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Spatiotemporal Dynamics Of Neural Language Processing: An MEG study using Minimum-Norm Current Estimates.
PULVERMULLER, F., SHTYROV, Y. & Ilmoniemi, R.J.
NeuroImage, Nov 2003, 20(2), 1020-1025
Year of publication:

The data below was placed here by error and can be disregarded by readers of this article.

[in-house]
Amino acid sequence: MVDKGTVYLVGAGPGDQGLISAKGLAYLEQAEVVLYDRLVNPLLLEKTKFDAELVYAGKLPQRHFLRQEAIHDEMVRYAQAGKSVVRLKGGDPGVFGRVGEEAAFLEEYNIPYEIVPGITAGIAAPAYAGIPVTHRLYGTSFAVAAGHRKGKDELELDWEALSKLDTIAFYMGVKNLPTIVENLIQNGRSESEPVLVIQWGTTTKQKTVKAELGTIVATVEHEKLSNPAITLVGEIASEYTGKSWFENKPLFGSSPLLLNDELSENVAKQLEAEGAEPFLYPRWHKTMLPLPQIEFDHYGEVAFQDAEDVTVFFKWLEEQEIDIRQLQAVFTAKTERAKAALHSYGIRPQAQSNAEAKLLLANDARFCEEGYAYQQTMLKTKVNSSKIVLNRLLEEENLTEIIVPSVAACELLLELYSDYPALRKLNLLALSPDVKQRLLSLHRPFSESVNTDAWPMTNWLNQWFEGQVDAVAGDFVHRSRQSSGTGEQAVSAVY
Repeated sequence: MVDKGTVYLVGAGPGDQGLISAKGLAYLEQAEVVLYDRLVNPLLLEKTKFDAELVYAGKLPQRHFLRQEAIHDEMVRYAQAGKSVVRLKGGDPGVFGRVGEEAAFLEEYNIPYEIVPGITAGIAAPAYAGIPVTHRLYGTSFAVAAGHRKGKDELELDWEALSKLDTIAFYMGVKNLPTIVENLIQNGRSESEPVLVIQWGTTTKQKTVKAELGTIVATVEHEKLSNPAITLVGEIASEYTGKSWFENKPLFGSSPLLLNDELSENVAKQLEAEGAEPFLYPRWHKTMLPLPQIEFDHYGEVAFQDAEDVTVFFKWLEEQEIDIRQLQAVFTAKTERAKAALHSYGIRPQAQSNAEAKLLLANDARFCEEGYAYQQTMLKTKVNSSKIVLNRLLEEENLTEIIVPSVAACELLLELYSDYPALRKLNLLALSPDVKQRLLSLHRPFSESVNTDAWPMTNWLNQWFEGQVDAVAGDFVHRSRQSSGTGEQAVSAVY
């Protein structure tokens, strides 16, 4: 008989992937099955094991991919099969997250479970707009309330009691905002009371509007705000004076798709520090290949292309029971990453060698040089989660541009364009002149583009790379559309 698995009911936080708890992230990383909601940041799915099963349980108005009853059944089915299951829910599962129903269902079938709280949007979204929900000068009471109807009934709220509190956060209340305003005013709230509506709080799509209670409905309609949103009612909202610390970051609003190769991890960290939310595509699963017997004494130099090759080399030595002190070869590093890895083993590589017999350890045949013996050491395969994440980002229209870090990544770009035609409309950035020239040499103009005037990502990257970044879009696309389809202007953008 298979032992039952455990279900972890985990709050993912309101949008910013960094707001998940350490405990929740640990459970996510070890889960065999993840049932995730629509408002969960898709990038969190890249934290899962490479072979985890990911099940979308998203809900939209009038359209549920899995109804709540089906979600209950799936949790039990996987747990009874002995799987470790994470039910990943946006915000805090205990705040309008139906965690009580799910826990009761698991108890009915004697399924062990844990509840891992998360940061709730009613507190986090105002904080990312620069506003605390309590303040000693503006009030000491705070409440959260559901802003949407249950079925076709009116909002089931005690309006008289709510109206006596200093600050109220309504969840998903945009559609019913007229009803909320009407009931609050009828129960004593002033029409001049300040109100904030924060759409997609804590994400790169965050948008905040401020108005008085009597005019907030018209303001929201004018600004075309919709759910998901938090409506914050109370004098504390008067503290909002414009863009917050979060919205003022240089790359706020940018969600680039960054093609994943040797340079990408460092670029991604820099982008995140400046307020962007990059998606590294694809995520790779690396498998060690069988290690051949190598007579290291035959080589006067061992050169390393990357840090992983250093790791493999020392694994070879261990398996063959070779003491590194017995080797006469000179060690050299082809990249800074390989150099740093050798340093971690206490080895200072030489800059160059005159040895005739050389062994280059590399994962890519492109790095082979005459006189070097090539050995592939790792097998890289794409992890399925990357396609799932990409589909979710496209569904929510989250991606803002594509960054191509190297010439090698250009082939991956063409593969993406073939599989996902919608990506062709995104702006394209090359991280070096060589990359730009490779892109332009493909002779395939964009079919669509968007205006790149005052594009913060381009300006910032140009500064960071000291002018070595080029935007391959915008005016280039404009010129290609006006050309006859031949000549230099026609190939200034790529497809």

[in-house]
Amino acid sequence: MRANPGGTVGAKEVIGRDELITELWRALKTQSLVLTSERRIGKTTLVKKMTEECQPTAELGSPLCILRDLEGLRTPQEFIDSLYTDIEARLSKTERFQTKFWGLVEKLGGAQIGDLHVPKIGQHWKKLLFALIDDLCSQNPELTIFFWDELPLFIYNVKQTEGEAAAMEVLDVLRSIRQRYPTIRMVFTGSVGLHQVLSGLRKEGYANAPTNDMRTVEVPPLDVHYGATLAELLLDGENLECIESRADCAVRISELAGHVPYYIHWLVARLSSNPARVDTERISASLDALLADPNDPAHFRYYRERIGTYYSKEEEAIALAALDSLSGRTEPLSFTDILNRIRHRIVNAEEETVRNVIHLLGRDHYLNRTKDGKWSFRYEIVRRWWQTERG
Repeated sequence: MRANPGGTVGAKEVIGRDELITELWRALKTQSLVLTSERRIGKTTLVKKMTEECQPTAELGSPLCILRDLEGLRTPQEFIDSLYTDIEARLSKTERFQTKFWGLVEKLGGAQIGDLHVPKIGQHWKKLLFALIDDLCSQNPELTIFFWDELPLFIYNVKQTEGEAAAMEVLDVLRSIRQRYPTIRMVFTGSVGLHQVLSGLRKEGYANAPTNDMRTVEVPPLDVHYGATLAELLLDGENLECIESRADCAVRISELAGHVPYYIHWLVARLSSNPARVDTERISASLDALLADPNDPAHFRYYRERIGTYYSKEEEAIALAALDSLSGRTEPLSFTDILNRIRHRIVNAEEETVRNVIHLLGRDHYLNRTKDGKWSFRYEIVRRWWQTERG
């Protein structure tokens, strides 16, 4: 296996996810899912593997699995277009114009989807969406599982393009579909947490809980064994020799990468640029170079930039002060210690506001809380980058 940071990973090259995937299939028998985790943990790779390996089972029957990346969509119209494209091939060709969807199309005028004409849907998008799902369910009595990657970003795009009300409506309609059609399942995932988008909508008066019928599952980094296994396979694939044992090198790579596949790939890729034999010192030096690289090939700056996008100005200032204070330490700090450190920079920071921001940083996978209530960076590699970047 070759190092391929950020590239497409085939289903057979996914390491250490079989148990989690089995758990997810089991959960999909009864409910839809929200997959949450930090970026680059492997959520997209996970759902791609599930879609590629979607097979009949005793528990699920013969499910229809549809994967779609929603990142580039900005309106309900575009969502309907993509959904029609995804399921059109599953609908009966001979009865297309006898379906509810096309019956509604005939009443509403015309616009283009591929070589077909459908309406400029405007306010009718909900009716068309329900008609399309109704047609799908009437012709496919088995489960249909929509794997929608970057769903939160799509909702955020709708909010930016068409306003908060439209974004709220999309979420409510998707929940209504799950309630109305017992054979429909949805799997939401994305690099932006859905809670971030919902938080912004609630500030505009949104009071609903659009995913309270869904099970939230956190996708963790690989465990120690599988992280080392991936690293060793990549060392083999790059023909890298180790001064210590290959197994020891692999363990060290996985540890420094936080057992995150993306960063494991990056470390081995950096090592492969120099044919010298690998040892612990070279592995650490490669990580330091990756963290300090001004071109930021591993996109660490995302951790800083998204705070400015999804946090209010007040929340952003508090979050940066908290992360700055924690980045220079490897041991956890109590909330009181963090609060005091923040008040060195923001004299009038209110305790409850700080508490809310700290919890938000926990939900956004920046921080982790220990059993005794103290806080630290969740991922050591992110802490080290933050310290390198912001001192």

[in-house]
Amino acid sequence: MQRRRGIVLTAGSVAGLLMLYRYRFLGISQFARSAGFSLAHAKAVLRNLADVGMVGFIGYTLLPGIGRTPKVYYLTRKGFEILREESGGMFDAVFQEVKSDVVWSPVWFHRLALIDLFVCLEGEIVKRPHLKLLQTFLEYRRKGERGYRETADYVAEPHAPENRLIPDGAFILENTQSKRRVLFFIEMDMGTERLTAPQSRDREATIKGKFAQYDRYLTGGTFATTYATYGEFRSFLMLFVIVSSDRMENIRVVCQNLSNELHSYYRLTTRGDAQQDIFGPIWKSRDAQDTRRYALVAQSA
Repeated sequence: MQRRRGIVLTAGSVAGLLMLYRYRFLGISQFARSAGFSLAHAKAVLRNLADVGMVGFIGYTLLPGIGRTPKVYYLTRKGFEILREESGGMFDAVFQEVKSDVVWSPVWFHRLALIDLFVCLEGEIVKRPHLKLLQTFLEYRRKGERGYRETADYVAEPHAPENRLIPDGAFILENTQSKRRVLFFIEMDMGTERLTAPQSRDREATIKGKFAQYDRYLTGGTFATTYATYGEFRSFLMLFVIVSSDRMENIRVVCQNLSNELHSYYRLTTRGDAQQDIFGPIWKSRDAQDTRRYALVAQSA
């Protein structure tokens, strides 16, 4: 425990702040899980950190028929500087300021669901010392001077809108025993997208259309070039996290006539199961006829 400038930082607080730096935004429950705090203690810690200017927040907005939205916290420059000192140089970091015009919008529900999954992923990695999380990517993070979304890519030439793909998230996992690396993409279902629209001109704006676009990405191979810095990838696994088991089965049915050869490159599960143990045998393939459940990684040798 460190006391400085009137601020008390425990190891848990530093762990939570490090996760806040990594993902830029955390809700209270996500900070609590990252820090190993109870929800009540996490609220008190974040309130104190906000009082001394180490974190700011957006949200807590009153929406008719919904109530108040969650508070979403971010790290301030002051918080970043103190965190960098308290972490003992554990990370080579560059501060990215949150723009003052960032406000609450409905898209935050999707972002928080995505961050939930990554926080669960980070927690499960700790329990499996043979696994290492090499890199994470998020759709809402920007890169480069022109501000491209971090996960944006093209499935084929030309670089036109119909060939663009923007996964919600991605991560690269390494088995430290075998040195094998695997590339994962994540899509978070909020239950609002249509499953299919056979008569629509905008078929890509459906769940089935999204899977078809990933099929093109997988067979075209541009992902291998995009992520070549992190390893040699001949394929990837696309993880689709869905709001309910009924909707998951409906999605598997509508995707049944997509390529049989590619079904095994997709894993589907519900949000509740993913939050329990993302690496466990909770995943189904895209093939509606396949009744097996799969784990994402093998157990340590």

The inferior frontal and superior temporal areas in the left hemisphere are well-known to be crucial for language processing in most right-handed individuals. This has been established by classical neurological investigations and neuropsychological studies along with metabolic brain imaging have recently revealed converging evidence. Here, we use fast neurophysiological brain imaging, magnetoencephalography (MEG), and L1 Minimum-Norm Current Estimates to investigate the time course of cortical activation underlying the magnetic Mismatch Negativity elicited by a spoken word. Left superior-temporal areas became active 136 ms after the information in the acoustic input was sufficient for identifying the word, and activation of the left inferior-frontal cortex followed after an additional delay of 22 ms. By providing answers to the where- and when-questions of cortical activation, MEG recordings paired with current estimates of the underlying cortical sources may advance our understanding of the spatiotemporal dynamics of distributed neuronal networks involved in cognitive processing in the human brain.